• Images from  surveillance brochures have been leaked  online
  • The  instruments are thought to be next-generation spy gadgets
  • Vest can capture  a phone’s unique identifier number and track its location
  • Memory stick can  steal network username and password

By  Victoria Woollaston

PUBLISHED: 05:59 EST, 2  September 2013 |  UPDATED: 05:59 EST, 2 September 2013

Security experts have discovered leaked  surveillance brochures revealing what’s believed to be the next generation of  spy gadgets.

The brochures are said to be for FinFisher, a  surveillance program sold by Gamma Group, and include a wearable vest that  captures the details of nearby phones and use this information to track their  whereabouts.

Other leaked images, discovered by F-Secure,  show a memory stick that can be used to steal the username and password of a  wireless network in order to obtain personal details and banking logins, even if  the network is encrypted.

Security firm F-Secure has found leaked images from a brochure believed to be selling next-generation spy gadgets. Security firm F-Secure has found leaked images from a  brochure believed to be selling next-generation spy gadgets. The Gamma Group  brochure includes a vest, pictured, that can record the unique identifier  numbers of nearby phones, and use this number to track where those phones  go

WHAT IS A UNIQUE  IDENTIFIER?

The unique identifier number of a mobile  device is also known as the international  mobile subscriber identity (IMSI) or international mobile equipment identity  (IMEI).

These numbers are used to uniquely identify  each individual mobile device.

If a phone is stolen, for example, a network  operator can use the number to block a handset and prevent a thief from using  it.

Once a hacker, for example, has a phone’s  unique identifier number they can track its whereabouts and potentially access  it remotely.

The wearable device fitted to a vest is said  to be 41 x 33 x 18 centimetres in size.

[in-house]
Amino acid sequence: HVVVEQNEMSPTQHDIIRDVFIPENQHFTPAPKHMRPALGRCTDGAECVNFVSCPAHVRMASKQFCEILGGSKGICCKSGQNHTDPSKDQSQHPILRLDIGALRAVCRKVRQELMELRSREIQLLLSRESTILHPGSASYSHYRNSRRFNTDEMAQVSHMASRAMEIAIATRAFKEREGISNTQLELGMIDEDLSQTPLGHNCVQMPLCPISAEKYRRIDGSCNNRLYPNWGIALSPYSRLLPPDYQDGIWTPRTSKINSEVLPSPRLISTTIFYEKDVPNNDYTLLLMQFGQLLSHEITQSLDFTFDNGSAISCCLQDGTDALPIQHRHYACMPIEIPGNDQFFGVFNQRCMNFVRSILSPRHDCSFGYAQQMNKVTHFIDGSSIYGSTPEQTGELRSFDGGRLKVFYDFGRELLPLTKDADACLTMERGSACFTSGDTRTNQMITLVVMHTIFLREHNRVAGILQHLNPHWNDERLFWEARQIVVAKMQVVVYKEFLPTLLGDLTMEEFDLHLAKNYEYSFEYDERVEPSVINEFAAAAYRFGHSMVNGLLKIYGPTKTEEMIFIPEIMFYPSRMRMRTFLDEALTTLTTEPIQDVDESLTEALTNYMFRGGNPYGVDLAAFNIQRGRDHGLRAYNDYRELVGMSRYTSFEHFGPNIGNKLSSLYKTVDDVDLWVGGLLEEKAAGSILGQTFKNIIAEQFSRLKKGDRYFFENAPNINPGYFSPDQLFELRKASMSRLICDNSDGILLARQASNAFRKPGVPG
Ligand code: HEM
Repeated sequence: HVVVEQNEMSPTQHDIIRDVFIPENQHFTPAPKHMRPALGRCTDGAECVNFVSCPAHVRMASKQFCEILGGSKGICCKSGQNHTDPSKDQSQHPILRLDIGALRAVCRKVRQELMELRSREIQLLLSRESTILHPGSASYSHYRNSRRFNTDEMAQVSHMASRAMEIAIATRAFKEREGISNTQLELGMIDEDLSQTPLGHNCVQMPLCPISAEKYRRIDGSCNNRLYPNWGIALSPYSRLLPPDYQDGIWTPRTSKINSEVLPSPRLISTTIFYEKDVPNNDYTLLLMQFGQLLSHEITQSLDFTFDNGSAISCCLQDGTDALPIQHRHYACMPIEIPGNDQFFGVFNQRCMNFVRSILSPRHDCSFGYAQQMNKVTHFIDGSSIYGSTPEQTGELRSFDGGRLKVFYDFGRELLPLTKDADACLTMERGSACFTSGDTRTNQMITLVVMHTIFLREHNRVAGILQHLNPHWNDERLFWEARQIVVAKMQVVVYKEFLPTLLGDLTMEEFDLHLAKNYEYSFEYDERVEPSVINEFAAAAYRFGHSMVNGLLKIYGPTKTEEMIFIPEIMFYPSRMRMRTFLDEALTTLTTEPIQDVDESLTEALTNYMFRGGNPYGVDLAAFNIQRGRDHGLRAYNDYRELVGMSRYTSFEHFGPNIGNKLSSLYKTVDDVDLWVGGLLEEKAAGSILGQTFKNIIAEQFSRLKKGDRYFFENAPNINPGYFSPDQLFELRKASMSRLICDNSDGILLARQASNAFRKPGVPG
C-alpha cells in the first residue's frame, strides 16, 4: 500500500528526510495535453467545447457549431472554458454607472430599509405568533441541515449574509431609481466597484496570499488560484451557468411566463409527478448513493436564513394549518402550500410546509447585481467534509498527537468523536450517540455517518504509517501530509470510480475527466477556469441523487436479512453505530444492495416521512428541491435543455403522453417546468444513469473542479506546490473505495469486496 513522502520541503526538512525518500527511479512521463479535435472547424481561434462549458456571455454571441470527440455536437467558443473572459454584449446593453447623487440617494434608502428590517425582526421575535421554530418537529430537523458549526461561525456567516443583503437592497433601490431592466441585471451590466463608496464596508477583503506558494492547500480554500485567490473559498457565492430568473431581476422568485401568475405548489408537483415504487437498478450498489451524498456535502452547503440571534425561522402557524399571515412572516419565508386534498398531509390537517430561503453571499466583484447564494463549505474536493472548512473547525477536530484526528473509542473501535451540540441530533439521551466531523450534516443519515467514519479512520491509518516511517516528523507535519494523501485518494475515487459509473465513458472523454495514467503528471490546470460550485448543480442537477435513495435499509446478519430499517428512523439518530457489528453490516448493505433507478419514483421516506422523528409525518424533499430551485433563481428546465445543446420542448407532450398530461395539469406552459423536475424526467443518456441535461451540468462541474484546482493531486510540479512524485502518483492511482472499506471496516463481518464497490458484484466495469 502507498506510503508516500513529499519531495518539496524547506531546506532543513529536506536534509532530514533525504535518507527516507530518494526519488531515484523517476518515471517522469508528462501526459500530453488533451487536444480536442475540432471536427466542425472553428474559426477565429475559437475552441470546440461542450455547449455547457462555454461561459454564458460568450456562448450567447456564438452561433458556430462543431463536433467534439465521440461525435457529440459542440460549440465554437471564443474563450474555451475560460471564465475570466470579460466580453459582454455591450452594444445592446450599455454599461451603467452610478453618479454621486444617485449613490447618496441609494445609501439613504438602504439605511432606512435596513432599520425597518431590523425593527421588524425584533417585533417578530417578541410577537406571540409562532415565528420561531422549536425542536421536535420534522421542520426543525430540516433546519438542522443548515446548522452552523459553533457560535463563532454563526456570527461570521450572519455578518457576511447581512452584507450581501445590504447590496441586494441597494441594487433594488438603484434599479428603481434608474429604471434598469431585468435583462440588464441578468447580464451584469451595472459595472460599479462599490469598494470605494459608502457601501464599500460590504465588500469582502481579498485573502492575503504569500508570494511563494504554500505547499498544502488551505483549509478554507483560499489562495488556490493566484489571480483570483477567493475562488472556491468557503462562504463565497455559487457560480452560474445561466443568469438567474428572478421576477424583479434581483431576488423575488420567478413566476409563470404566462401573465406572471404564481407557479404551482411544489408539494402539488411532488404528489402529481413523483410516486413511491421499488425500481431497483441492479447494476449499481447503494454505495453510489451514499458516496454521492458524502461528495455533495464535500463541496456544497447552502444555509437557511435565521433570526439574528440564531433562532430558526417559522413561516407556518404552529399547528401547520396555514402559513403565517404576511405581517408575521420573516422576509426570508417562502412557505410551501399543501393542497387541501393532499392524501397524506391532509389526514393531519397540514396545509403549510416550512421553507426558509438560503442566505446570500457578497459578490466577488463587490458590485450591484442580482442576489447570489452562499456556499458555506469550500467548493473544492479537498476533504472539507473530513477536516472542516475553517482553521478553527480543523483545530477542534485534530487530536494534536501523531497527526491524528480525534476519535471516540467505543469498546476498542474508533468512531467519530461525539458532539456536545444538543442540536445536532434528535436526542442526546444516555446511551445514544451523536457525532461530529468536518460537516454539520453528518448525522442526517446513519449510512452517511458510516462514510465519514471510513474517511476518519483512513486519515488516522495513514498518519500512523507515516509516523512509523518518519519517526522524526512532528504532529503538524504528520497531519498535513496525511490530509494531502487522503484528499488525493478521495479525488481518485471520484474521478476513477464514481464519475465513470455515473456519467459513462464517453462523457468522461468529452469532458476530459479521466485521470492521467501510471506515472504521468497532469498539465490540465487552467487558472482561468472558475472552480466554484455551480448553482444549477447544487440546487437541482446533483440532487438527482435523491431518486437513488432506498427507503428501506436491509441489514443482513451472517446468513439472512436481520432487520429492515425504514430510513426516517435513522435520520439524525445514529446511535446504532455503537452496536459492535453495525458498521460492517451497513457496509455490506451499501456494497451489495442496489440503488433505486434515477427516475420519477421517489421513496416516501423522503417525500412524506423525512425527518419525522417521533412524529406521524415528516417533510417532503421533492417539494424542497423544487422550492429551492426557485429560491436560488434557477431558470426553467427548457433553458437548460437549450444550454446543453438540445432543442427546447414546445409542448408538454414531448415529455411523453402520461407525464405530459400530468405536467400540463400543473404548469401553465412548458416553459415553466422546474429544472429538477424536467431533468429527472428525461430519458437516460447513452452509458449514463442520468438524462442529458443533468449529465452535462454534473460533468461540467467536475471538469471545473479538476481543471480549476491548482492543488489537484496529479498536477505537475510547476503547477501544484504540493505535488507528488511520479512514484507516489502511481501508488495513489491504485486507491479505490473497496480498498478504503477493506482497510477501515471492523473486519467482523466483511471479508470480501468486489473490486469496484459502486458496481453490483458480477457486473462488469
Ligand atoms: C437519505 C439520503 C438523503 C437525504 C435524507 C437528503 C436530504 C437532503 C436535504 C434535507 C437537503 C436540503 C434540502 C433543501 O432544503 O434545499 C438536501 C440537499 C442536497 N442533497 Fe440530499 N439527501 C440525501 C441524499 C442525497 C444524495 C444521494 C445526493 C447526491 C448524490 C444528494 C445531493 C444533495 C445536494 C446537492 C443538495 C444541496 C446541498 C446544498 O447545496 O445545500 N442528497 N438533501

It takes up to 90 seconds to scan and record  the unique identifier number of a nearby mobile device, also known as the  the international mobile subscriber  identity (IMSI) or international mobile equipment identity (IMEI).

The brochure claims that the device works on  any mobile network, in any country and can even be used to track phones in  moving cars.

Other gadgets listed in the leaked documents  include a bag and a car antenna that also record these unique numbers.

Once a spy, or hacker, has this number, it is  possible to track the location of the phone, and ultimately, the owner.

Technology site Ars  Technica additionally  detail a device that can ‘intercept a target’s SMS messages’ as well as create  an ‘exclusion zone’ that will prevent any phones in that area from being able to  access a mobile network.

In a blog  post, F-Secure’s CRO, Mikko Hypponen  said: ‘FinFisher is a range of attack tools developed and sold by a company  called Gamma Group.

Leaked details of the FinSpy Mobile product, pictured, can be used to record incoming and outgoing emails on mobile devices, listen in on calls and track the phone's location.Leaked details of the FinSpy Mobile product, pictured,  suggest it can be used to record incoming and outgoing emails on mobile devices,  listen in on calls and track the phone’s location. It affects iOS, Android and  BlackBerry and is also believed to be the first reference of malware for Windows  Phone

‘Recently, some FinFisher sales brochures and  presentations were leaked on the net. They contain many interesting details  about these tools.’

The tools mentioned include a FinUSB Suite  that can be used to infect computers with malware through a USB stick, as well  as the FinIntrusion Kit that can steal the username and passwords of wireless  networks, and access the files and computers on that network in order to steal  personal information and banking credentials.

Hyponnen goes on to say that this intrusion  kit appears to work even if the wireless network is secure.

Additionally, the leaked screenshots also  reference a product called FinSpy Mobile that can be used to record incoming and  outgoing emails on mobile devices, listen in on calls and track the phone’s  location.

The FinUSB Suite, pictured, can be used to infect computers with malware through a USB stick. The FinUSB Suite, pictured, can be used to infect  computers with malware through a USB stick. The FinIntrusion Kit uses USBs to  steal the username and passwords of wireless networks, and access the files and  computers on that network as well as steal banking credentials

Hyponnen adds: ‘Interestingly, the description of FinSpy Mobile  specifically  mentions they support Windows Phone.

‘This is the first  reference of any malware for Windows Phone we are aware of.’

FinSpy Mobile is also said to be able to hack  BlackBerry, iOS and Android.

FinFisher, also known as FinSpy, is  surveillance software sold by Gamma International, which is a subsidiary of the  Gamma Group.

Gamma Group specialises in surveillance and  monitoring, including equipment, software and training services.

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